U.S. Government Offers $50 Million Reward for Private Nuclear Fusion Firms

The U.S government has announced it will provide up to $50 million as a reward to private nuclear fusion firms to develop this near-limitless, clean form of energy.

The funding will be available to for-profit fusion companies who would be expected to provide pre-conceptual nuclear fusion reactor designs within 18 months of receiving their award.

After that, additional funding will be available to the companies as long as they are able to meet development milestones.

Nuclear fusion refers to the process of joining two atomic nuclei together under intense heat and pressure to create a new, single nucleus. It is the same process that powers our sun, where hydrogen atoms are forced together to become helium.

When this happens, the mass of the resulting single nucleus is slightly less than the combined mass of the two individual nuclei previously. This leftover mass is released as energy which can be harnessed.

Scientists have been trying to replicate this process and harness its power for decades, with the first attempt at creating a reactor in 1938. Fusion would provide a clean, abundant energy source with more power and less radioactive waste than existing nuclear power plants.

Atom
A stock illustration depicts an atom. The U.S. government has announced up to $50 million in funding for nuclear fusion research. vchal/Getty

All sorts of machines have been invented to reproduce fusion artificially, with one of the most common being a tokamak. A tokamak reactor sustains fusion by confining a beam of superheated charged plasma in a circle. Other approaches have involved powerful lasers and even a giant gun.

But so far, no-one has been able to get more power out of a fusion reactor than the power needed to run it, and sustaining a reaction for extended periods of time has also proved difficult.

Today, fusion power is perhaps more relevant than ever due as Russia seeks to weaponize its influence over world energy markets, cutting off gas flows to Europe amid the war in Ukraine. In addition, extreme weather events this summer have served as a sobering reminder that the climate crisis will only get worse without major change to human behavior.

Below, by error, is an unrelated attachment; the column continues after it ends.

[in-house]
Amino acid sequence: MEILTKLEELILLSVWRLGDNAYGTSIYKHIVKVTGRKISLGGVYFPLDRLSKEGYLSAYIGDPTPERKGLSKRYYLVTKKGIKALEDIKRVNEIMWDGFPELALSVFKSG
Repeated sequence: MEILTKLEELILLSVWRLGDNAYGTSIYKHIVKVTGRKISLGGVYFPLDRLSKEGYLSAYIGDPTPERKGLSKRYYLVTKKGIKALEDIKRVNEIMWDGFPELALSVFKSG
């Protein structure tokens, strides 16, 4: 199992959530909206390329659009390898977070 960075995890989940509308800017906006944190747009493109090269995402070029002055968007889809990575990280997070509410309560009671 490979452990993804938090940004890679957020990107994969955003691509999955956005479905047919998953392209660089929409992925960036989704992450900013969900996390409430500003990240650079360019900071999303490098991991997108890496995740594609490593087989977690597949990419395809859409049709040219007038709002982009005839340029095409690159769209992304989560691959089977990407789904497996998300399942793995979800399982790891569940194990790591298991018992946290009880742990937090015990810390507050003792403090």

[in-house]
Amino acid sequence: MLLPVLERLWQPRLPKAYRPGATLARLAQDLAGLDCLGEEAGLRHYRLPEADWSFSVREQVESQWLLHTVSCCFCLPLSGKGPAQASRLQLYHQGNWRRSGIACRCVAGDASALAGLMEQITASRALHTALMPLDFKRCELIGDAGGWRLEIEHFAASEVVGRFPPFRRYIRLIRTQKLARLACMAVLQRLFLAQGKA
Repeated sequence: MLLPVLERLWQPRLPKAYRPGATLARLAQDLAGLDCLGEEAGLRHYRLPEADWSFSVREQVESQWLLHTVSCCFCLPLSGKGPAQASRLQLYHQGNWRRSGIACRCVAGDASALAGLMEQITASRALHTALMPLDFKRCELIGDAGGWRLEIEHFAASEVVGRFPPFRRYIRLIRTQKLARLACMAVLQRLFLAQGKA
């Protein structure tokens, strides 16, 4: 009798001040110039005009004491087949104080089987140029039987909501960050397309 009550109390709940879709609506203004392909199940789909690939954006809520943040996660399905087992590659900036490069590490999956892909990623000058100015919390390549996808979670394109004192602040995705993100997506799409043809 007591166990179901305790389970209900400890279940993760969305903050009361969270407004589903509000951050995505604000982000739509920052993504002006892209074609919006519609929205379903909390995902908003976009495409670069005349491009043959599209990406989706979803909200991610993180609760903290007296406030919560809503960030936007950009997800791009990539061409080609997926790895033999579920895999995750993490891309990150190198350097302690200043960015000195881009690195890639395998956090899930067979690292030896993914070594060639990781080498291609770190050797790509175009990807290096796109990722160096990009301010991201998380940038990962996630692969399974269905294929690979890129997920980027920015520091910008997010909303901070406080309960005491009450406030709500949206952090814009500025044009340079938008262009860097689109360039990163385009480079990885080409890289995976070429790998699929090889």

Fusion is now starting to represent a viable alternative source of energy, and governments across the world are investing in developing the technology. While it was once said fusion energy is always 30 years away, scientists now believe it could be reality by the 2030s, with China aiming to have achieved it in the next six years.

"Fusion holds the promise of being an on-demand, safe, abundant source of carbon-free primary energy and electricity, with the potential to transform the way we generate and use energy," said David Turk, deputy secretary of the Department of Energy, in a government press release.

Turk announced the government's $50 million fusion program at a fusion showcase event at the Global Clean Energy Action Forum in Pittsburgh on September 22.

The announcement came after Democrat Senator Joe Manchin, chairman of the Energy and Natural Resources Committee, held a hearing on the commercialization of fusion energy on September 15.

"Domestically fusion research is at a critical inflection point," he said in a statement. "Private fusion companies are preparing to demonstrate their technologies. Our national labs have hit significant milestones and private capital has been generously invested in the promise of technology.

"To further support and direct fusion and plasma research and development, Congress passed the Energy Act of 2020, the CHIPS and Science Act of 2022, and the Inflation Reduction Act of 2022."

Manchin said those laws direct the Department of Energy (DoE) to support U.S. fusion efforts as well as the country's contribution to Europe's upcoming ITER experimental tokamak reactor, set to be the largest in the world.

It is unclear when the $50 million funding awards will start being given out.

The investment comes after another $50 million was announced for Tokamak research facilities in March by the DoE.